“The Lord spoke to Moses saying: “Speak to the children of Israel and have them take for Me an offering; from every person whose heart inspires him to generosity, you shall take My offering (Exodus 25:1-2).
The time had come for the Jewish nation to build a “home” for God. The Mishkan (Tabernacle) was to be the spiritual epicenter of the nation’s existence. It was to be the place of centralized service and would serve to unite the tribes in the service of God. But this Mishkan was not only for us. God’s love for his children was so intense that He yearned to dwell within our midst and be an active part of our daily lives. But like most important life endeavors – a dream is not enough – reality requires money. And so, when it came time to make this dream a reality, the call went out to the Jewish people to donate gold, silver, copper, wool, and an assortment of other precious metals and materials. All were to have a portion in the Mishkan; all were to have a place within the Home of Hashem. From the wording of the verse, it would appear that giving to this holy endeavor was at the discretion of the individual. God told Moshe to collect from “every person whose heart inspires him to generosity.” Collect from every person who possesses this “Nidivus Leyv, generosity of spirit.” The inference is that if a person “feels” generous, they give, and if they do not feel generous, they are exempt. This seems to be a strange dynamic given the fact that mitzvos (commandments) are obligatory and are not left to the discretion of the individual. We have 613 commandments which represent a set of Divine mandates to which we must adhere. Why was donating to the Mishkan left to the discretion of the individual?
Rav Chaim Shmulevitz (1902-1979) explains this dynamic with a beautiful insight. The Talmud (Kesubos 103a) quotes an amazing episode:
“Rabbi Chiya said: I will make sure that Torah is never forgotten from the Jewish people. I will sow flax, harvest it, and make it into nets. I will use the nets to capture deer. I will slaughter the deer, feed the meat to orphans, and write the sections of the Torah on the parchment (skins). I will then go to a place where there are no teachers of Torah, and I will assemble a group of children and teach each of them a section of Torah. I will then ask each of them to teach the material to one another.”
Why did Rabbi Chiya have to go through the trouble of making the nets and capturing the deer? Why not just purchase the parchment and write the Torah on it? Or better yet, purchase already written scrolls? Rabbi Chiya understood a very important and fundamental principle. To be successful in any spiritual life endeavor, we must do it “lishmah, with true and worthy purpose and intention.” Rabbi Chiya knew that in order to impart Torah to the next generation, every step of the spiritual, educational process would have to be pure and holy. From beginning to end, it would have to be done for the right reasons. Any ego or self-serving motivations would erode the spiritual foundation. In order to ensure that the transmission of Torah to the next generation would be pristine and pure, Rabbi Chiya made sure that each and every part of the process was infused with holiness and meaning.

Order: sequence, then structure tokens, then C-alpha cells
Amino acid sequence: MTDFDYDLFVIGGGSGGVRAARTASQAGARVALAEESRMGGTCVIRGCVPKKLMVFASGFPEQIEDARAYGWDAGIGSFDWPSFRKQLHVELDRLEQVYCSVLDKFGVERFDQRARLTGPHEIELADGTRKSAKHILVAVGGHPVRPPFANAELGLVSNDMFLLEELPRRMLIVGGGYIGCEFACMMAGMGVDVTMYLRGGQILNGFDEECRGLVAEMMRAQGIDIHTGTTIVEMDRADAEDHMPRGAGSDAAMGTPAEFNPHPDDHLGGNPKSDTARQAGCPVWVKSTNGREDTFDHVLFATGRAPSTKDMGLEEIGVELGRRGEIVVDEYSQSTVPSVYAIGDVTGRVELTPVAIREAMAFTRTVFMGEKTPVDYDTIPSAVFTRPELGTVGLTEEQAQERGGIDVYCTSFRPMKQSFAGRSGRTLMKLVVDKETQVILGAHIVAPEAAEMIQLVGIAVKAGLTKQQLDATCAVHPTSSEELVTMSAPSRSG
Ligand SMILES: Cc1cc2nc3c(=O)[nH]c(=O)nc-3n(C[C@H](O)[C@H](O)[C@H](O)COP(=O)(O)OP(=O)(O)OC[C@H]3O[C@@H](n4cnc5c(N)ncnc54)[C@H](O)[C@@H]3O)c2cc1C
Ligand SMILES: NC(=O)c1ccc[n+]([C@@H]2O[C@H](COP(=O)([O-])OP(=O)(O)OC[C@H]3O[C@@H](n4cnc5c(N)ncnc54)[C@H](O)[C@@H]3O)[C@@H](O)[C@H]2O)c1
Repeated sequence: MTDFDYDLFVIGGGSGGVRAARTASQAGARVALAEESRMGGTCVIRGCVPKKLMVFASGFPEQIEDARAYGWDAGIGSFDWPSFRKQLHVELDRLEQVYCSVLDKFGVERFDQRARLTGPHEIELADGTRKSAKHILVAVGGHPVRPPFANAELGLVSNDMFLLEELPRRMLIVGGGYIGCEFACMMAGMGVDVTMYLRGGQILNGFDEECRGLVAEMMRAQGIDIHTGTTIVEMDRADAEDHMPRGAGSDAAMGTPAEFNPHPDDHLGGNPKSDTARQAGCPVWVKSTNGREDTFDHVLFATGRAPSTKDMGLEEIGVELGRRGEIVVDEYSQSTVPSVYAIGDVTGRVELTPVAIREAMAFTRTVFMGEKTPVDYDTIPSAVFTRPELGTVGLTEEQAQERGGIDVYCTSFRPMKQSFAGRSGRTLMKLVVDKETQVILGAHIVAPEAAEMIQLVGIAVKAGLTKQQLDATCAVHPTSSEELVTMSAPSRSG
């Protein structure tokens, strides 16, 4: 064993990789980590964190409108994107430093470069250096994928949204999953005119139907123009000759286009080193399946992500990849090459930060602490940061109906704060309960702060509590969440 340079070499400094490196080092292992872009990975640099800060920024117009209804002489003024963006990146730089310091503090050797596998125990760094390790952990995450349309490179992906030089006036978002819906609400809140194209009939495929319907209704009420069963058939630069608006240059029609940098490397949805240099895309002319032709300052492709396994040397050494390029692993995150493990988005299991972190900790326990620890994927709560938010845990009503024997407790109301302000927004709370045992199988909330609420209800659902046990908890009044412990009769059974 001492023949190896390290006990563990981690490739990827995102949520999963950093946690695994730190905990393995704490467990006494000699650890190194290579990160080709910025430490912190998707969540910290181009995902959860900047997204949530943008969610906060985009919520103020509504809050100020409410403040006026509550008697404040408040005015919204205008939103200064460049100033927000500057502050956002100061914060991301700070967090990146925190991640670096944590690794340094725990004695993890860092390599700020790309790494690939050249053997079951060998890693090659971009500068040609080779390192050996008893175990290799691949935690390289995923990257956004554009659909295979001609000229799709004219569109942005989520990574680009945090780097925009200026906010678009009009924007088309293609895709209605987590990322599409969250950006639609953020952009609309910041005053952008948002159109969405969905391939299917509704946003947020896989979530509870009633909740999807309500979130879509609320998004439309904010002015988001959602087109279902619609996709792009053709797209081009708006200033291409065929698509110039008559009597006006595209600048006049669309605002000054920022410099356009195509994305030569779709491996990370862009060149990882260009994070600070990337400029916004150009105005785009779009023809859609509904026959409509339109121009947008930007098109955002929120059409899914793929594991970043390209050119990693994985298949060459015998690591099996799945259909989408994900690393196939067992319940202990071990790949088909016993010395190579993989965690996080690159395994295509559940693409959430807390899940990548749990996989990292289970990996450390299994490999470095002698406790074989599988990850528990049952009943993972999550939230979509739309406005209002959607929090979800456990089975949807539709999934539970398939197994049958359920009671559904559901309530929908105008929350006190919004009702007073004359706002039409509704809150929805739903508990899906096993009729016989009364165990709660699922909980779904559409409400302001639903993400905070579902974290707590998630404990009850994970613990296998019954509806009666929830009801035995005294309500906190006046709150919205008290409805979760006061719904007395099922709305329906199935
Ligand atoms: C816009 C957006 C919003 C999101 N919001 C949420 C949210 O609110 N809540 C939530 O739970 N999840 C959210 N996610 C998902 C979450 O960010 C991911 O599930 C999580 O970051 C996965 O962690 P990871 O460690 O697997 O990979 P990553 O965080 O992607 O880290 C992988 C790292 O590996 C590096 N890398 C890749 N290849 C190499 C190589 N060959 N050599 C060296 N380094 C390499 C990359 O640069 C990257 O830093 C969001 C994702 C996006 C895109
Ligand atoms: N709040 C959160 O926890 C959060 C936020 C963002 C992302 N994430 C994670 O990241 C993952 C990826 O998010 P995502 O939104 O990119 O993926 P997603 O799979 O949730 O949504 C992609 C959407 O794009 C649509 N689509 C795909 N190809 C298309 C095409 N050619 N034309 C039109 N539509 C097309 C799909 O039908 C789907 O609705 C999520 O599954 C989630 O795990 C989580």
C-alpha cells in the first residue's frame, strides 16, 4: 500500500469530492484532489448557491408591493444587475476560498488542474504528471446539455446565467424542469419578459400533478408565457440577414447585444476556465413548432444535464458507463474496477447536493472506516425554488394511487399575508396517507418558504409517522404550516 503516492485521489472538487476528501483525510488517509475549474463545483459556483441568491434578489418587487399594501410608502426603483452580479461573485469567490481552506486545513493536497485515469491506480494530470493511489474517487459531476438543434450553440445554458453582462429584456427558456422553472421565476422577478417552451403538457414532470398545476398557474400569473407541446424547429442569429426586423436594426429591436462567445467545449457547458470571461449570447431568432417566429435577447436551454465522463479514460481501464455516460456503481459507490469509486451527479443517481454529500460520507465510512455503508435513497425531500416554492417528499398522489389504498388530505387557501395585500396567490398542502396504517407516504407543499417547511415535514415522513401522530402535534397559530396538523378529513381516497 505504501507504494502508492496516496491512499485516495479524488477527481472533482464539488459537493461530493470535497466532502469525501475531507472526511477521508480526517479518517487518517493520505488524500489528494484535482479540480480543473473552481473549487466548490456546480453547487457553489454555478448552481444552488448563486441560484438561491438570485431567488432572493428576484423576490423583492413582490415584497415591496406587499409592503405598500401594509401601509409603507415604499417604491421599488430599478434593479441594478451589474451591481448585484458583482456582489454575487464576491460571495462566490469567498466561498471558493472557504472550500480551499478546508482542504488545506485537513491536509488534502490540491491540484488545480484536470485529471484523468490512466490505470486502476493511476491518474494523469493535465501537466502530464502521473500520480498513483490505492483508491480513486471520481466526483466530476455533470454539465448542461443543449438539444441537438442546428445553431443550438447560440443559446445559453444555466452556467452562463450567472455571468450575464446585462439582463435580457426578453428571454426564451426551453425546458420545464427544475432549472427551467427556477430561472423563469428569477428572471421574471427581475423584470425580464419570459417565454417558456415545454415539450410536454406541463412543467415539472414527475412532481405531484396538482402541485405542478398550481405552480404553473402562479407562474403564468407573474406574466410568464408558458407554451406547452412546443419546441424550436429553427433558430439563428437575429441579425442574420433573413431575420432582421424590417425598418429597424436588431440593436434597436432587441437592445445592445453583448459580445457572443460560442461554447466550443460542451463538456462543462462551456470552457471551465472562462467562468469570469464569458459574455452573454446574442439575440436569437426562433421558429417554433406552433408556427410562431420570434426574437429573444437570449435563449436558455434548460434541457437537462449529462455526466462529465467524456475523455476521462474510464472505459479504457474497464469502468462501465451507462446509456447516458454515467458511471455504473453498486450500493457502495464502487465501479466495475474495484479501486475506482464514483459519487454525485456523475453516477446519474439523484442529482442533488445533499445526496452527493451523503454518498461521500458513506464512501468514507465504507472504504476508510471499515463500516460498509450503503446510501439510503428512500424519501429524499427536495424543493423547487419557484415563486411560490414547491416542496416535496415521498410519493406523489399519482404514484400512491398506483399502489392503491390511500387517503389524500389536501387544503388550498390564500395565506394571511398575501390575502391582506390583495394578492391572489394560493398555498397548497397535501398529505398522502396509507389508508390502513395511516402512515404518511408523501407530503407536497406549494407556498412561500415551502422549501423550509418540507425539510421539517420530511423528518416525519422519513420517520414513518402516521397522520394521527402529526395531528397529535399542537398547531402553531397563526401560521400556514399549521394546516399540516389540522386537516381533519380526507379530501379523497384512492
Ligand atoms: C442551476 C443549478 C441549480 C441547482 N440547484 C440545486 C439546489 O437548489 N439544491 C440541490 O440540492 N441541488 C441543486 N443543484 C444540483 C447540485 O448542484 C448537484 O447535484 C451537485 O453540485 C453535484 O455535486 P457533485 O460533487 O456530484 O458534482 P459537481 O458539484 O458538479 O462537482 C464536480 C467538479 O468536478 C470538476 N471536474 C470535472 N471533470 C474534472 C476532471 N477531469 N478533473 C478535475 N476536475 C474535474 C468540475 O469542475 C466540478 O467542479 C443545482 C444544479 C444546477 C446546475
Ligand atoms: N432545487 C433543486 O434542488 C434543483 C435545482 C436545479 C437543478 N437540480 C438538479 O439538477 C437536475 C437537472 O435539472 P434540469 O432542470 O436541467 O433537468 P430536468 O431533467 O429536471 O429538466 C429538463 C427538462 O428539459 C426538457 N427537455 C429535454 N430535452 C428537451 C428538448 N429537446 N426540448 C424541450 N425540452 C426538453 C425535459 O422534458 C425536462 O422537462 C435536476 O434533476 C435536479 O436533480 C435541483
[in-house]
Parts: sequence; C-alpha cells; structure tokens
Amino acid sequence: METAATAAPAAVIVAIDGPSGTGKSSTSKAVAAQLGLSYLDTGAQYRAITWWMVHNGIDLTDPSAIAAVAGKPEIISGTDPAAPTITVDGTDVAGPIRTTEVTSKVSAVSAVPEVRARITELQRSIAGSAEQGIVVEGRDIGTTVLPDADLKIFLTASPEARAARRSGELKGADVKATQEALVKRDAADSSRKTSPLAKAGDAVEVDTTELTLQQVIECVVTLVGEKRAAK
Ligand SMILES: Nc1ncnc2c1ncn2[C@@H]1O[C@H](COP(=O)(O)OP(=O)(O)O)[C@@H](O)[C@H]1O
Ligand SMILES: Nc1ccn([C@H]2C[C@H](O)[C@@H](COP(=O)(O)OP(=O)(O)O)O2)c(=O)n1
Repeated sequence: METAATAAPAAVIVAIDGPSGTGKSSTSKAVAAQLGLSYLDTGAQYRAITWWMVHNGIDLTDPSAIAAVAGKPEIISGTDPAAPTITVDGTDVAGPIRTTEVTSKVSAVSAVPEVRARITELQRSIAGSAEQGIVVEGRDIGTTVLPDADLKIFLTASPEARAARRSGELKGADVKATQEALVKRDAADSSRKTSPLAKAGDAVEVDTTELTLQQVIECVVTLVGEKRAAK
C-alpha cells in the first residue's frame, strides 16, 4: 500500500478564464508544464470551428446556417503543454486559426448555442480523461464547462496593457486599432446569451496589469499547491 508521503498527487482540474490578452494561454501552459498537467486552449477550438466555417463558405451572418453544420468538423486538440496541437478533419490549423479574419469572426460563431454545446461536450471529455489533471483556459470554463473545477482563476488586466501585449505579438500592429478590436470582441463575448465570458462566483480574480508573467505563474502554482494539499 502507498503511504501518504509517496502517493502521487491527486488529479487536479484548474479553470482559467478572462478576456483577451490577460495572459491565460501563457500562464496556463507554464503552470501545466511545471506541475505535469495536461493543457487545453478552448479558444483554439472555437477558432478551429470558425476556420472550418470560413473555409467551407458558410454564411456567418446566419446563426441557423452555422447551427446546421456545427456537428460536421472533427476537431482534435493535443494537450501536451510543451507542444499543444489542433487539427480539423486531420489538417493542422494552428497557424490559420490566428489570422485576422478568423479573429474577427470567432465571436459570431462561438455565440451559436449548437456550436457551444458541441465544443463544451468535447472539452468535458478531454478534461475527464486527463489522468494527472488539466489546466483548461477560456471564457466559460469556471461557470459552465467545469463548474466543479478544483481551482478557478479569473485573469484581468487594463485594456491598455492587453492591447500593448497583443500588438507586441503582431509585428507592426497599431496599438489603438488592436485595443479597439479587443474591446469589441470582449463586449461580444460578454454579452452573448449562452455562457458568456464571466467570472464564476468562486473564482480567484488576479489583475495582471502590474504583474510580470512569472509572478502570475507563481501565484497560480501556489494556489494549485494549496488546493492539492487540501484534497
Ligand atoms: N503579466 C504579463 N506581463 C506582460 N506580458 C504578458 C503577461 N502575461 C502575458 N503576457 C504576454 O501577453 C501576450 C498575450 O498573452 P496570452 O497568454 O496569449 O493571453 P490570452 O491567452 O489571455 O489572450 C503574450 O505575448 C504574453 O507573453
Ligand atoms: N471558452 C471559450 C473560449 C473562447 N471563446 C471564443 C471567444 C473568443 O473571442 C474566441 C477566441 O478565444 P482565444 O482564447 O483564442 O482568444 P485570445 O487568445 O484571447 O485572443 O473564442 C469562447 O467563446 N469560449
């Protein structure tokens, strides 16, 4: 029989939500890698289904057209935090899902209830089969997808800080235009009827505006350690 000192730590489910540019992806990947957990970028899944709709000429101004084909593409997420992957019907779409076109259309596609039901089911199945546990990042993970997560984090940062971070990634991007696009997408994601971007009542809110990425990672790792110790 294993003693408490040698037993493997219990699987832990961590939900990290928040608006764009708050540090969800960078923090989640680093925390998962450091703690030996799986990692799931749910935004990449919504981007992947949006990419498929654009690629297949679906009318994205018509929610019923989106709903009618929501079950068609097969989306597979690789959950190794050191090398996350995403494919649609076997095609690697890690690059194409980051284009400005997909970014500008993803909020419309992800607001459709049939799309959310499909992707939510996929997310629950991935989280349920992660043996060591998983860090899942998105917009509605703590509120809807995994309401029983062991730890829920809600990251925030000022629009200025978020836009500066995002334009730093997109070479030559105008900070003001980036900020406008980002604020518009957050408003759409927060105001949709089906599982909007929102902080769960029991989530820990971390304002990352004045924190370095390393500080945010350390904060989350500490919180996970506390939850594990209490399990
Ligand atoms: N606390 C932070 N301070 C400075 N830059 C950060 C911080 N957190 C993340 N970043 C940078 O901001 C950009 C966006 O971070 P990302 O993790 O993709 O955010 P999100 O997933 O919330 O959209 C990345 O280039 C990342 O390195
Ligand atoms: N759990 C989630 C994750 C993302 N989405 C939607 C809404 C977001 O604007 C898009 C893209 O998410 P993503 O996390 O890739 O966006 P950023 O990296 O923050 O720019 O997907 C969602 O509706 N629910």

Nidivus Leyv does not simply refer to someone who is generous; it refers to someone who does the right thing for the right reasons – someone who lives his life lishmah. Hashem was saying to Moshe, “I want everyone to give, but I want them to understand that the success of this project is rooted in their ability to infuse holiness into every step of this process. To give without soul, to give without feeling does not advance our collective goal. I trust that each and every person will ultimately come around and want to be part of this holy initiative, but don’t force them to give if they are not yet ready.”
God is teaching us a profound life lesson. We often assume the success of any life endeavor is rooted in the performance of a series of mechanistic details. If we execute the details correctly, we will reach our desired result. True success in life requires heart, feeling, and soul. There are times when we do not reach our intended finish line. There are times when we fall short of our goals. At times, this is the result of unexpected circumstances. Yet often this occurs because we were not emotionally and spiritually vested in the undertaking. At times, the body can be engaged, and yet the soul and the mind are elsewhere. To be truly successful in life, a person must commit to the “task” with not only his hands and feet – but with his heart and his soul. Nidivus Leyv, generosity of spirit, is not only a way to give; it is a way to live.
Let us find the strength to give generously of our heart, soul, and mind to all we do, and may Hashem bless our efforts with success.